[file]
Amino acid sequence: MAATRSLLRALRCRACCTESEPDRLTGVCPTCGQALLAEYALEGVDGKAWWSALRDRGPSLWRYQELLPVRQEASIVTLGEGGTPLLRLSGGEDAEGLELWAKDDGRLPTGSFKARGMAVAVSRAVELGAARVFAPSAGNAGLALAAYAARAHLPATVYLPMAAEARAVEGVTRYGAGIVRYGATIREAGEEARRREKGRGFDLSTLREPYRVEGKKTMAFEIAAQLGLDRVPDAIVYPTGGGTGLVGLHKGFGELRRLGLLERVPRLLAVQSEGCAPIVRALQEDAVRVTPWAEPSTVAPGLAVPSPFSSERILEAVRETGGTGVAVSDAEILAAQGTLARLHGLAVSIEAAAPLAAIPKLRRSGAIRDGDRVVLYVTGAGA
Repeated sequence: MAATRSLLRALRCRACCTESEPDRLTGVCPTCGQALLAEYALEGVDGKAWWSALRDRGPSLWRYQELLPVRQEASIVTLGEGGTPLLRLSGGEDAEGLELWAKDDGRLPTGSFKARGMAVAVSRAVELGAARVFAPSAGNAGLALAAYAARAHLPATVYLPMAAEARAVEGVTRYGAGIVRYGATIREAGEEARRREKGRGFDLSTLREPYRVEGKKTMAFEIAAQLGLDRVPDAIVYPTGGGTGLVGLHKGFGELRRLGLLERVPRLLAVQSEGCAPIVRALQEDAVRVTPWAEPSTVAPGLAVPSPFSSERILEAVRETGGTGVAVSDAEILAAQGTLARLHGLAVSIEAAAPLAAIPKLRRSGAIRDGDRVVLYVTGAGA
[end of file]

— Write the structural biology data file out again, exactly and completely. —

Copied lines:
Amino acid sequence: MAATRSLLRALRCRACCTESEPDRLTGVCPTCGQALLAEYALEGVDGKAWWSALRDRGPSLWRYQELLPVRQEASIVTLGEGGTPLLRLSGGEDAEGLELWAKDDGRLPTGSFKARGMAVAVSRAVELGAARVFAPSAGNAGLALAAYAARAHLPATVYLPMAAEARAVEGVTRYGAGIVRYGATIREAGEEARRREKGRGFDLSTLREPYRVEGKKTMAFEIAAQLGLDRVPDAIVYPTGGGTGLVGLHKGFGELRRLGLLERVPRLLAVQSEGCAPIVRALQEDAVRVTPWAEPSTVAPGLAVPSPFSSERILEAVRETGGTGVAVSDAEILAAQGTLARLHGLAVSIEAAAPLAAIPKLRRSGAIRDGDRVVLYVTGAGA
Repeated sequence: MAATRSLLRALRCRACCTESEPDRLTGVCPTCGQALLAEYALEGVDGKAWWSALRDRGPSLWRYQELLPVRQEASIVTLGEGGTPLLRLSGGEDAEGLELWAKDDGRLPTGSFKARGMAVAVSRAVELGAARVFAPSAGNAGLALAAYAARAHLPATVYLPMAAEARAVEGVTRYGAGIVRYGATIREAGEEARRREKGRGFDLSTLREPYRVEGKKTMAFEIAAQLGLDRVPDAIVYPTGGGTGLVGLHKGFGELRRLGLLERVPRLLAVQSEGCAPIVRALQEDAVRVTPWAEPSTVAPGLAVPSPFSSERILEAVRETGGTGVAVSDAEILAAQGTLARLHGLAVSIEAAAPLAAIPKLRRSGAIRDGDRVVLYVTGAGA